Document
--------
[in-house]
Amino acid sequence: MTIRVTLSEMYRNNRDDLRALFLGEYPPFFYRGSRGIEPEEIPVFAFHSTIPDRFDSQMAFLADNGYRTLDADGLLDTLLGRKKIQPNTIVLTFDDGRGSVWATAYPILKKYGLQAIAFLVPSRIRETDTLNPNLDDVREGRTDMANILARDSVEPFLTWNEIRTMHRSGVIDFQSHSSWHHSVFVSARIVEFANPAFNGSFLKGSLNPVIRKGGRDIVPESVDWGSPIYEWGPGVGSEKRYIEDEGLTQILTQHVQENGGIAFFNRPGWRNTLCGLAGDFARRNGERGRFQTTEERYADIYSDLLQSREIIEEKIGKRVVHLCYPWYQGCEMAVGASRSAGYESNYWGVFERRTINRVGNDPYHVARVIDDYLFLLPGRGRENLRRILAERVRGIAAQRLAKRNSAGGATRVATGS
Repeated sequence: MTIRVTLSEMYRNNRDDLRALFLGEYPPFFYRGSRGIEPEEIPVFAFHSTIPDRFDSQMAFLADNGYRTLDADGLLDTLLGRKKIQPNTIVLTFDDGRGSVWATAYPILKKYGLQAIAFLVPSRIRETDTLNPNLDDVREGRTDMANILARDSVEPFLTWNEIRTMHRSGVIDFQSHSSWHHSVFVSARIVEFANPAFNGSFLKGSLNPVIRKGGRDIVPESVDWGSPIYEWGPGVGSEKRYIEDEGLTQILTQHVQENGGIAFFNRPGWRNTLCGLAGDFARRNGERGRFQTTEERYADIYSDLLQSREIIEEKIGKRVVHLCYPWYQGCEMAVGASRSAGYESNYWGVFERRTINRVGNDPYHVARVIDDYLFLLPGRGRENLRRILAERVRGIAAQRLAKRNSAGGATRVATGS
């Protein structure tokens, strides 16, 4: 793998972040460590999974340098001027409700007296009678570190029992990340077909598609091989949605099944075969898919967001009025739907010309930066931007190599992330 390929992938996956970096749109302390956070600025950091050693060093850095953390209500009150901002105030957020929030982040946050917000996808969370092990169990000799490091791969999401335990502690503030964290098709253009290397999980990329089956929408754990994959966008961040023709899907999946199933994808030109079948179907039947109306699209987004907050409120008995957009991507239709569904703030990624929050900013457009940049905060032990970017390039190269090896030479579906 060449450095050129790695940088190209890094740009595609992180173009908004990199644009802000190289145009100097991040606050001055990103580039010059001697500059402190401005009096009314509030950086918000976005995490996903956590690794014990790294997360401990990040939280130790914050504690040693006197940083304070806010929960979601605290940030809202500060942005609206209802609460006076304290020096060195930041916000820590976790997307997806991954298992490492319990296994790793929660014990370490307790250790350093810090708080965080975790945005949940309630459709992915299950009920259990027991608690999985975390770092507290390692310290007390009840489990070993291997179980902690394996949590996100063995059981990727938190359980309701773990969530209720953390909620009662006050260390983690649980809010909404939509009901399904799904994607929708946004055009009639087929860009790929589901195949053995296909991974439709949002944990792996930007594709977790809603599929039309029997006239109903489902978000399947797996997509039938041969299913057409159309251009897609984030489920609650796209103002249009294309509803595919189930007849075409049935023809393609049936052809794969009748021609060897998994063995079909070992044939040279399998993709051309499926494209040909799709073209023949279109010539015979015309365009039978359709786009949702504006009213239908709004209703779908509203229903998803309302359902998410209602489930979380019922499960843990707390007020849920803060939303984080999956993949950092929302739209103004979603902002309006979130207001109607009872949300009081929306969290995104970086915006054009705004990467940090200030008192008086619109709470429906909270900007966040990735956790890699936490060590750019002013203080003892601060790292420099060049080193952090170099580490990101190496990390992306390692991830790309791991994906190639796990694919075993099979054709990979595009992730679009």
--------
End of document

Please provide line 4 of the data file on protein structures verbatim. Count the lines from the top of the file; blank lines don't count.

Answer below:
């Protein structure tokens, strides 16, 4: 793998972040460590999974340098001027409700007296009678570190029992990340077909598609091989949605099944075969898919967001009025739907010309930066931007190599992330 390929992938996956970096749109302390956070600025950091050693060093850095953390209500009150901002105030957020929030982040946050917000996808969370092990169990000799490091791969999401335990502690503030964290098709253009290397999980990329089956929408754990994959966008961040023709899907999946199933994808030109079948179907039947109306699209987004907050409120008995957009991507239709569904703030990624929050900013457009940049905060032990970017390039190269090896030479579906 060449450095050129790695940088190209890094740009595609992180173009908004990199644009802000190289145009100097991040606050001055990103580039010059001697500059402190401005009096009314509030950086918000976005995490996903956590690794014990790294997360401990990040939280130790914050504690040693006197940083304070806010929960979601605290940030809202500060942005609206209802609460006076304290020096060195930041916000820590976790997307997806991954298992490492319990296994790793929660014990370490307790250790350093810090708080965080975790945005949940309630459709992915299950009920259990027991608690999985975390770092507290390692310290007390009840489990070993291997179980902690394996949590996100063995059981990727938190359980309701773990969530209720953390909620009662006050260390983690649980809010909404939509009901399904799904994607929708946004055009009639087929860009790929589901195949053995296909991974439709949002944990792996930007594709977790809603599929039309029997006239109903489902978000399947797996997509039938041969299913057409159309251009897609984030489920609650796209103002249009294309509803595919189930007849075409049935023809393609049936052809794969009748021609060897998994063995079909070992044939040279399998993709051309499926494209040909799709073209023949279109010539015979015309365009039978359709786009949702504006009213239908709004209703779908509203229903998803309302359902998410209602489930979380019922499960843990707390007020849920803060939303984080999956993949950092929302739209103004979603902002309006979130207001109607009872949300009081929306969290995104970086915006054009705004990467940090200030008192008086619109709470429906909270900007966040990735956790890699936490060590750019002013203080003892601060790292420099060049080193952090170099580490990101190496990390992306390692991830790309791991994906190639796990694919075993099979054709990979595009992730679009």